• Uncertainty regarding one’s ability to help.
  • Presence of formal authorities or “experts”.

Groupthink and other psychological, social and political phenomena may also be a problem.

Factors promoting bystander behaviour work in concert to maintain the status quo … . [Not] “rocking the boat” often becomes a way of life – even while that boat is going right over Niagra Falls.

2. Human Biases and Distortions

This summarises relevant work, mainly from the mainstream psychology literature. On evolutionary psychology it notes that:

[One] might expect humans to value direct experience, prefer hard facts to soft knowledge, and to put their trust in their own abilities rather than in abstractions while, at the same time, reserving respect for people they might encounter from whom they might acquire knowledge and new skills.

Rather than being generally cautious or risk-seeking, human beings appear to have been programmed by evolution to live with false positives to avoid a disadvantageous false negative, and sometimes the reverse. [We] seek to minimize the more costly error.

While some of the self-protective biases developed over countless evolutionary generations are not always functional in today’s society,  the principle of avoiding the greater mistake still works.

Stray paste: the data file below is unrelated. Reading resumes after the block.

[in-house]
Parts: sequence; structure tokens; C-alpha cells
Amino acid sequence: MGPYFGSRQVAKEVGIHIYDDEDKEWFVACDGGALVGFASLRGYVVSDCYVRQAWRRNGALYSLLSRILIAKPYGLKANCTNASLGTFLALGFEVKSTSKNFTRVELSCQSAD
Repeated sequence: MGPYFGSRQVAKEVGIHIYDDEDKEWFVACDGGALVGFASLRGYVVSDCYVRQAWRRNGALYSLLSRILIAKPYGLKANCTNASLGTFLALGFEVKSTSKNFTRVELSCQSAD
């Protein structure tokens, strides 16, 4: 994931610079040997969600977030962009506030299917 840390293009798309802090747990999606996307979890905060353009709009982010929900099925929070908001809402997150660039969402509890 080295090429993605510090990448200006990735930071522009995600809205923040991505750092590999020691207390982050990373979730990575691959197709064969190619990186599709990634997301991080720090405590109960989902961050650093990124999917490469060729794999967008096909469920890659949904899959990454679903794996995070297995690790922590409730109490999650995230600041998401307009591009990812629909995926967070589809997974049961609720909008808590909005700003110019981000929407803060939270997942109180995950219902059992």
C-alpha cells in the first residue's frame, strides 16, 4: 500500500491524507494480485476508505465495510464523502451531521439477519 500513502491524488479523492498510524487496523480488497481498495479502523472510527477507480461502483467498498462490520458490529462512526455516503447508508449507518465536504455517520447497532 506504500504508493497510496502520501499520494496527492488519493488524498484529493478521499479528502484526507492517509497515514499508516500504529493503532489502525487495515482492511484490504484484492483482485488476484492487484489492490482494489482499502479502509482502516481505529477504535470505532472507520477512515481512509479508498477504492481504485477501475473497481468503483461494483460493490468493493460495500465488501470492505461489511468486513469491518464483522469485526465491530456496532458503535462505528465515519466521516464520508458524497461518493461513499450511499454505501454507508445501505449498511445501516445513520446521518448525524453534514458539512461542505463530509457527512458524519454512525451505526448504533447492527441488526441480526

Unfortunately … the greater mistake appears to be the one that affects them personally rather than the one that one that produces the greater good (sic).

3. Understanding Uncertainty

Why did so many people bet against Katrina?

If ever there was “an accident waiting to happen” …

If we are to avoid such colossal mistakes in the future, we must learn to face the probabilities and likelihoods squarely, and be less sanguine that everything will work out okay if we merely follow our instincts.

4. Space Shuttle Challenger

Cold, Warm, and Hot causes of disasters.

5. Chernobyl

Faulty design, and the interplay of humans and technology

6. The Vioxx Disaster and BP

The seduction of profits

7. When all the Backups failed

How American F-15s accidentally shot down two U.S. Army Black Hawks.

8. Butterfly Wings and Stone Heads

How complexity influences catastrophe in policy decisions.

9. The Collapse of Arthur Andersen

The role of organizational culture.

10. When Countries go Bankrupt

The Prisoner’s Dilemma writ large.

11. What Have We Learned? What Can We Do?